Morphological and Molecular Characterization of Philometroides seriolae from Japanese Amberjack Seriola quinqueradiata caught in East Sea, Republic of Korea

Article information

Korean J Parasitol. 2022;60(1):45-49
Publication date (electronic) : 2022 February 23
doi : https://doi.org/10.3347/kjp.2022.60.1.45
Department of Parasitology, School of Medicine and Parasite Research Center and International Parasite Resource Bank, Chungbuk National University, Cheongju 28644, Korea
*Corresponding author (parasite@chungbuk.ac.kr)
Received 2021 August 31; Revised 2021 December 31; Accepted 2022 January 19.

Abstract

The Japanese amberjack Seriolae quinqueradiata is one of the most consumed fish species among the Koreans. However, information regarding parasitic infection in Japanese amberjack is scarce. This study described the morphological and molecular characteristics of a species of philometrid nematode, Philometroides seriolae, which was recovered from Japanese amberjack. This fish was caught in the sea of Goseong-gun, Gangwon-do, Republic of Korea (Korea). Six P. seriolae (Nematoda: Philometridae) were recovered from 2 Japanese amberjacks. These parasites were subgravid female which were 325–420 mm long and 2.95–3.27 mm wide. Furthermore, they had typical papillae distributed on their body surface with 14 papillae at the apical view. Sequence analysis of the small subunits of ribosomal RNA (SSU rRNA) showed high sequence identity (99.8%, 1,607/1,611-bp) with that of P. seriolae (GenBank accession no. FJ155811). This nematode species has been newly added to the Korean nematode fauna.

The Japanese amberjack Seriola quinqueradiata (Temminck & Shlegel, 1845) is a marine fish species belonging to the family Carangidae. This fish is distributed in the neritic seas of the northwestern Pacific extending along the South and East Sea of the Republic of Korea (Korea), Japan (except for the Southern Ryukyu Islands), and circling to Hawaii. It can grow up to a length of 150 cm and weigh 40 kg [1]. This fish is of economic importance owing to its large volume of flesh and good taste. It is cultured both in Korea and Japan [2]. In Korea, this species is widely consumed by people as various recipes. Most commonly is eaten raw during the winter season (December to February).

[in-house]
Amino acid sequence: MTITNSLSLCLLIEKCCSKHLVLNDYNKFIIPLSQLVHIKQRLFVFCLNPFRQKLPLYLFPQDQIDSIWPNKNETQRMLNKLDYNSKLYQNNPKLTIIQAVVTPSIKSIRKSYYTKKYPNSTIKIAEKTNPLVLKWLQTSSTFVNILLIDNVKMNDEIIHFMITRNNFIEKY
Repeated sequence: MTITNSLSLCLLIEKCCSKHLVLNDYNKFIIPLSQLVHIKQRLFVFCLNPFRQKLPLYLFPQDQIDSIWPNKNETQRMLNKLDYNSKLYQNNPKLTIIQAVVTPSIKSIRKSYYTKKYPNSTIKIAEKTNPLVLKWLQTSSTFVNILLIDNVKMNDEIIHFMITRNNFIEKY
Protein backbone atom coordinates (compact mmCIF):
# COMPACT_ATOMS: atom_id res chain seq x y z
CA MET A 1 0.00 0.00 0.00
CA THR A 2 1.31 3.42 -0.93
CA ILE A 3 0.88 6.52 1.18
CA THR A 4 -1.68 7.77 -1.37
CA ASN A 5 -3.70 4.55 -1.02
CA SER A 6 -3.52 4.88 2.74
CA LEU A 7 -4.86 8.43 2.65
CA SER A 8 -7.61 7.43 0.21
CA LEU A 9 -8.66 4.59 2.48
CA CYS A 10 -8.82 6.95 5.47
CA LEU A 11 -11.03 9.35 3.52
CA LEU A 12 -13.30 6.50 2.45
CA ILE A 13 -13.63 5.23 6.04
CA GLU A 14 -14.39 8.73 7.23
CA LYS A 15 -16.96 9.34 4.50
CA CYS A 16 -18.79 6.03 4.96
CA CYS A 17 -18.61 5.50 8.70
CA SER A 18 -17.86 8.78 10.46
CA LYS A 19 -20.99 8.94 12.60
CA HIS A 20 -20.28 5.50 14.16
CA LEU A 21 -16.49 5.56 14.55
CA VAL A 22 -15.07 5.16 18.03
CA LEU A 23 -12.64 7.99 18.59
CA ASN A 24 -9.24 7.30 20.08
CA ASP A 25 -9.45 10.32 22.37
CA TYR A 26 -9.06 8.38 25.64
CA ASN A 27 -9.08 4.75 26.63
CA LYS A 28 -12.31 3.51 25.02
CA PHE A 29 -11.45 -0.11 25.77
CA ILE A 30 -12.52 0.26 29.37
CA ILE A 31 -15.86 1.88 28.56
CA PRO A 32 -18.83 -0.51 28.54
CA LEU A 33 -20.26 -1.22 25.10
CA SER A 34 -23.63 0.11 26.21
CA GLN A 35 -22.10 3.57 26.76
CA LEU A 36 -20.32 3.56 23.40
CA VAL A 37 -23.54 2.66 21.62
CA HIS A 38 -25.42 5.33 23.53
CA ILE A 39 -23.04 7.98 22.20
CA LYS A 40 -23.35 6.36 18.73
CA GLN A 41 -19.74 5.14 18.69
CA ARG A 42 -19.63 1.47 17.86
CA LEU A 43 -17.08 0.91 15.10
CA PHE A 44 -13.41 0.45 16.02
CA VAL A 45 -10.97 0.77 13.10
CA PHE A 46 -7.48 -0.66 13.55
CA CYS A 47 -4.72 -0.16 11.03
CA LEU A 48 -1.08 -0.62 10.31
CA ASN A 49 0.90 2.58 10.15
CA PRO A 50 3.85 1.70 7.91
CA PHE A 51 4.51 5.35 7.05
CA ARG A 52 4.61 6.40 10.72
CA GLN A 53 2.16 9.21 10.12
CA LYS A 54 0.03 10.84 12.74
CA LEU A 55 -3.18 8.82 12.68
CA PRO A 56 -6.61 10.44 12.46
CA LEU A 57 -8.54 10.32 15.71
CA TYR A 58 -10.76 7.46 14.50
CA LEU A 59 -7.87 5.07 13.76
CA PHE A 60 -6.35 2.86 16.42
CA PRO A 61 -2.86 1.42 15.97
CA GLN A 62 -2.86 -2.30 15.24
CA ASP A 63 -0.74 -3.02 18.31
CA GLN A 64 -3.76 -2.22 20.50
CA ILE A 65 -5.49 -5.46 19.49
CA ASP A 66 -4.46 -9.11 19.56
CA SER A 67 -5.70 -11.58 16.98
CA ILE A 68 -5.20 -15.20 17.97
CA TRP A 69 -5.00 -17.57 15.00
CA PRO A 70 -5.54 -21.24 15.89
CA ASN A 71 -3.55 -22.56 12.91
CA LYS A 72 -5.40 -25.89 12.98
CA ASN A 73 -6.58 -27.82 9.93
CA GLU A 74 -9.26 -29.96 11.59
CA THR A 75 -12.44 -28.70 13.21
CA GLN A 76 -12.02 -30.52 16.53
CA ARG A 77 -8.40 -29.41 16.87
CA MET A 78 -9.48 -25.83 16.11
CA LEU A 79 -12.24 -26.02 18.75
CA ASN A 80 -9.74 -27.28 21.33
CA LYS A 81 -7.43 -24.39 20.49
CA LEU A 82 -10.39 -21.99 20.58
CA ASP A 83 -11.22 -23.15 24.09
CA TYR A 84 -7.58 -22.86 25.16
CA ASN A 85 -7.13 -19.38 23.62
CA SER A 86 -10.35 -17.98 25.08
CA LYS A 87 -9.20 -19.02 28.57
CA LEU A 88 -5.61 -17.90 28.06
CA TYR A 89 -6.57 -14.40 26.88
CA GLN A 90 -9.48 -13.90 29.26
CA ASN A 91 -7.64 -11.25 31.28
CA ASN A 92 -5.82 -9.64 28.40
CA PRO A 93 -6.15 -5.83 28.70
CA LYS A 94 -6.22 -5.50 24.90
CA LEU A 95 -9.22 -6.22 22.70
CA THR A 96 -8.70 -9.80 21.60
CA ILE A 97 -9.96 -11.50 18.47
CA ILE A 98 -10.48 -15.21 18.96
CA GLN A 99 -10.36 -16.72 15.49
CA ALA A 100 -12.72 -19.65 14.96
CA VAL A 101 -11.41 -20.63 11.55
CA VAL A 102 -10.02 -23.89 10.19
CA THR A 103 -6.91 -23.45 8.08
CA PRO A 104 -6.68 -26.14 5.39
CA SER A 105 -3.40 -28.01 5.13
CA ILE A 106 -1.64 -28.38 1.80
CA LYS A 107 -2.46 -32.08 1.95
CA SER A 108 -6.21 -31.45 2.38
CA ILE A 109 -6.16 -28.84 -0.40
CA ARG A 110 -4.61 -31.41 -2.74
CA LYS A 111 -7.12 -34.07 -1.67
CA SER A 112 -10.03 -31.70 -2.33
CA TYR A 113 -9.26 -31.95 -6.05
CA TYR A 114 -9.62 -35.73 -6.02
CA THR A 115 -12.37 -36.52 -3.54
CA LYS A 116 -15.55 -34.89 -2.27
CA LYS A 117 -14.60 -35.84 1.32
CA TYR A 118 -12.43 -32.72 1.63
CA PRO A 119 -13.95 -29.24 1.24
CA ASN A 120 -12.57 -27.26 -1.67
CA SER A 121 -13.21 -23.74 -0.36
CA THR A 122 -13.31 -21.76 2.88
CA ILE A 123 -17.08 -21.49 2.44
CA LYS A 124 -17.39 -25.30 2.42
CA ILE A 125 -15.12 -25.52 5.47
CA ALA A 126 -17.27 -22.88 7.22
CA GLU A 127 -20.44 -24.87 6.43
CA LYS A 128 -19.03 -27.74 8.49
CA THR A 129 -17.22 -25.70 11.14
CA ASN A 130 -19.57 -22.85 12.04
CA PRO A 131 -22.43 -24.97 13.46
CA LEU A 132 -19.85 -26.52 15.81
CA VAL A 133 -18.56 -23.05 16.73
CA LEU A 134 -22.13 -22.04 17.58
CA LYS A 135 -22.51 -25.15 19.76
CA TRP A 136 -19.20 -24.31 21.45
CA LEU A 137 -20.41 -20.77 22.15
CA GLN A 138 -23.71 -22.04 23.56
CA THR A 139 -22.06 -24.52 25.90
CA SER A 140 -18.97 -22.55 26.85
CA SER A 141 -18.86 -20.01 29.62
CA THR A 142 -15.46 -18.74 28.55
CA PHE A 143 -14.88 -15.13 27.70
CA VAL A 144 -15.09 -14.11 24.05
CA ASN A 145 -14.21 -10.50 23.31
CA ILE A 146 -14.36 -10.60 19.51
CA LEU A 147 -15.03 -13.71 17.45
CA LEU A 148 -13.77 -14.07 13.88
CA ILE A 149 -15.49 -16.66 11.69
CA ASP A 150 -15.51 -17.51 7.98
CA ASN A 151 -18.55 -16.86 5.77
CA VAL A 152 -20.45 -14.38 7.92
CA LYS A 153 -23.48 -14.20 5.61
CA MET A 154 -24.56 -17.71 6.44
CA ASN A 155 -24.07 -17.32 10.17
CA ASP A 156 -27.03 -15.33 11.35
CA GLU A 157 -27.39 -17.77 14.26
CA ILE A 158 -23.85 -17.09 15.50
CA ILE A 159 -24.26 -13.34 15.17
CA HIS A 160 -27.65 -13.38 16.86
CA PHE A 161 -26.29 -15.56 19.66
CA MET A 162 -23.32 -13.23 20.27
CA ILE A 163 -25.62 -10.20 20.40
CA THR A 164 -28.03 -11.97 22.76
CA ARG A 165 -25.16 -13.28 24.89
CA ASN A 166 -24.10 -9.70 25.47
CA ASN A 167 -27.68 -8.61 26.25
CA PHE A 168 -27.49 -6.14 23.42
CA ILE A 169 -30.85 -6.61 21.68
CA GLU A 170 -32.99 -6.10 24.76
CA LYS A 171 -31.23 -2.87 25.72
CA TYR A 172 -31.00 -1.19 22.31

Philometroides seriolae (Ishii, 1931) Yamaguti, 1935 is a tissue parasitic nematode of Japanese amberjack. In Japan, this parasite is associated with severe economic losses in cultured Japanese amberjack [2,3]. This parasite is also popular within the Korean fishing industry, sushi restaurants, and people who enjoy sushi. Despite its reputation, this species of parasite has not been recorded and identified in a scientific manner in Korea. Therefore, the purpose of the present study was to provide scientific evidence of P. seirolae in Korea based on its morphological and molecular characterization.

In December 2019, 2 Japanese amberjacks were purchased and examined for helminth parasites. The fishes were caught off the coast of Goseong-gun (county) at Gangwon-do (province) in Korea. They weighed 9.6 kg and 10.4 kg, respectively. However, their size and gender were not recorded. The fish were prepared by following the common procedure for sashimi. The parasite specimens were recovered from the muscle areas using naked eyes (Fig. 1). A total of 6 specimens (4 and 2 worms, respectively) were collected. These were observed under a light microscope after clearing with a lacto-phenol solution. All measurements were done in micrometers, unless otherwise indicated. The voucher specimens were deposited in the National Institute of Biological Resources (NIBR) located in Incheon, Korea (specimen codes NIBRIV0000880102 and NIBRIV0000880103), and the Department of Parasitology, School of Medicine, Chungbuk National University, Cheongju, Korea.

Fig. 1

A gross female specimen of Philometroides seriolae (Ishii, 1931) recovered in a Japanese amberjack, Seriolae quinqueradiata (Temminck & Shlegel, 1845), from Goseong-gun, Gangwon-do, Korea.

Following the protocol of manufacturer, the genomic DNA was extracted using Chelex (Sigma-Aldrich, St. Louis, Missouri, USA) from the parasite tissues of adult worms without fixation. Polymerase chain reaction (PCR) was conducted to amplify the target gene, small subunit ribosomal RNA (SSU rRNA), using a GeneAmp PCR system 9700 (Applied Biosystems, Langen, Germany). The PCR conditions and primer sets followed the protocols of a previous study on philometrids [4]. The PCR products were purified using a gel extraction kit (Qiagen Ltd., Valencia, California, USA). The products were then sequenced using the Applied Biosystems 3730xl DNA Analyzer (Thermo Fisher Scientific, Waltham, Massachusetts, USA) equipped in Cosmogenetech, Daejeon, Korea, with the same primer sets as those used for PCR [4]. For molecular comparisons, the obtained sequences were assembled and edited using ClustalW [5], Mega7 [6], and BLASTn analysis (http://blast.ncbi.nlm.nih.gov/Blast.cgi). Phylogenetic trees of maximum likelihood (ML) and Bayesian inference (BI) were constructed based on the selected SSU rRNA sequences of marine philometrids provided from the GenBank database (Table 1). The analyses were performed using the GTR+I+G model implemented in jModeltest 2.1.10 [7]). The ML and BI trees were calculated using PhyML [8] and MrBayes 3.2.6 [9]. The bootstrap and P-values were discarded when they represented lower than 70% in ML and 0.95 in BI.